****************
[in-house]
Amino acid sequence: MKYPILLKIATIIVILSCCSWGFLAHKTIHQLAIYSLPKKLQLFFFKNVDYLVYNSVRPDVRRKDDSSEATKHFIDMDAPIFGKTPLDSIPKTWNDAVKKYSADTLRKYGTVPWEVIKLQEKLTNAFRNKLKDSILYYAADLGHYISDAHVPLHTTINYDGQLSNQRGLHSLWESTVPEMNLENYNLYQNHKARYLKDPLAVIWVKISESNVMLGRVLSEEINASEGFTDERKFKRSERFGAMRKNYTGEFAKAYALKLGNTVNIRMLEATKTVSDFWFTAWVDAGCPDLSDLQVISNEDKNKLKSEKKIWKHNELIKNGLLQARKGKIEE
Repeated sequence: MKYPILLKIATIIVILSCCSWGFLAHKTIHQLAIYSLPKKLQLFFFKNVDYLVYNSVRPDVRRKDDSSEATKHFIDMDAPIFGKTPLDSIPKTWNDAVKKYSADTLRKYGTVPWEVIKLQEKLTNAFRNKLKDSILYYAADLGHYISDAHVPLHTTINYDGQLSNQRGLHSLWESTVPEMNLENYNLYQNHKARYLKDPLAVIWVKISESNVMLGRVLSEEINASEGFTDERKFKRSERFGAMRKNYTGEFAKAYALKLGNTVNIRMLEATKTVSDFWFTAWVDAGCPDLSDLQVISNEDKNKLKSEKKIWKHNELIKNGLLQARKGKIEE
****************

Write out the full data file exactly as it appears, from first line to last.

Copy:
[in-house]
Amino acid sequence: MKYPILLKIATIIVILSCCSWGFLAHKTIHQLAIYSLPKKLQLFFFKNVDYLVYNSVRPDVRRKDDSSEATKHFIDMDAPIFGKTPLDSIPKTWNDAVKKYSADTLRKYGTVPWEVIKLQEKLTNAFRNKLKDSILYYAADLGHYISDAHVPLHTTINYDGQLSNQRGLHSLWESTVPEMNLENYNLYQNHKARYLKDPLAVIWVKISESNVMLGRVLSEEINASEGFTDERKFKRSERFGAMRKNYTGEFAKAYALKLGNTVNIRMLEATKTVSDFWFTAWVDAGCPDLSDLQVISNEDKNKLKSEKKIWKHNELIKNGLLQARKGKIEE
Repeated sequence: MKYPILLKIATIIVILSCCSWGFLAHKTIHQLAIYSLPKKLQLFFFKNVDYLVYNSVRPDVRRKDDSSEATKHFIDMDAPIFGKTPLDSIPKTWNDAVKKYSADTLRKYGTVPWEVIKLQEKLTNAFRNKLKDSILYYAADLGHYISDAHVPLHTTINYDGQLSNQRGLHSLWESTVPEMNLENYNLYQNHKARYLKDPLAVIWVKISESNVMLGRVLSEEINASEGFTDERKFKRSERFGAMRKNYTGEFAKAYALKLGNTVNIRMLEATKTVSDFWFTAWVDAGCPDLSDLQVISNEDKNKLKSEKKIWKHNELIKNGLLQARKGKIEE